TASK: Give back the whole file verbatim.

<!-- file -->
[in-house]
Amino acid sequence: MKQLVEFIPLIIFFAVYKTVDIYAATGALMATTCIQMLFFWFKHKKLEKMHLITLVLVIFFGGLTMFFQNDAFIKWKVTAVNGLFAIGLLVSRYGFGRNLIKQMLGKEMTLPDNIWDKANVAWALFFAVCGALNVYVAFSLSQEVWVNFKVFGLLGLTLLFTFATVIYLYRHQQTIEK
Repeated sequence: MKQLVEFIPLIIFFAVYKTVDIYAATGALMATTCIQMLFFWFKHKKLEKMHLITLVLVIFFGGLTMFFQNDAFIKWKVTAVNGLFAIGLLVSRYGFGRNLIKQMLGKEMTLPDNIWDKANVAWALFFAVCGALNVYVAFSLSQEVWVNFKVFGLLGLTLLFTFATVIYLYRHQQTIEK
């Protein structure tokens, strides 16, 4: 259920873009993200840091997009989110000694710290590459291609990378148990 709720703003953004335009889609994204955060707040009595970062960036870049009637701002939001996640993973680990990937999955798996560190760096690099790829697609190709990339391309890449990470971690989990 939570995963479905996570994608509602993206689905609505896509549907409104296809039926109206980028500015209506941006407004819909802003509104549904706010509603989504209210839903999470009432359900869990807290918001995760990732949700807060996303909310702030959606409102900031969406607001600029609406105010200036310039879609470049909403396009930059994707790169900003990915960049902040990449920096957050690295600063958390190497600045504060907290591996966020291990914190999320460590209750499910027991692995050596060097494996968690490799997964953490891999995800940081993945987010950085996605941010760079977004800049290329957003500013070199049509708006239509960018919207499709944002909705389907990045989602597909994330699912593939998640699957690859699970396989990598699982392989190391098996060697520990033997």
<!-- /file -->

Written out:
[in-house]
Amino acid sequence: MKQLVEFIPLIIFFAVYKTVDIYAATGALMATTCIQMLFFWFKHKKLEKMHLITLVLVIFFGGLTMFFQNDAFIKWKVTAVNGLFAIGLLVSRYGFGRNLIKQMLGKEMTLPDNIWDKANVAWALFFAVCGALNVYVAFSLSQEVWVNFKVFGLLGLTLLFTFATVIYLYRHQQTIEK
Repeated sequence: MKQLVEFIPLIIFFAVYKTVDIYAATGALMATTCIQMLFFWFKHKKLEKMHLITLVLVIFFGGLTMFFQNDAFIKWKVTAVNGLFAIGLLVSRYGFGRNLIKQMLGKEMTLPDNIWDKANVAWALFFAVCGALNVYVAFSLSQEVWVNFKVFGLLGLTLLFTFATVIYLYRHQQTIEK
């Protein structure tokens, strides 16, 4: 259920873009993200840091997009989110000694710290590459291609990378148990 709720703003953004335009889609994204955060707040009595970062960036870049009637701002939001996640993973680990990937999955798996560190760096690099790829697609190709990339391309890449990470971690989990 939570995963479905996570994608509602993206689905609505896509549907409104296809039926109206980028500015209506941006407004819909802003509104549904706010509603989504209210839903999470009432359900869990807290918001995760990732949700807060996303909310702030959606409102900031969406607001600029609406105010200036310039879609470049909403396009930059994707790169900003990915960049902040990449920096957050690295600063958390190497600045504060907290591996966020291990914190999320460590209750499910027991692995050596060097494996968690490799997964953490891999995800940081993945987010950085996605941010760079977004800049290329957003500013070199049509708006239509960018919207499709944002909705389907990045989602597909994330699912593939998640699957690859699970396989990598699982392989190391098996060697520990033997």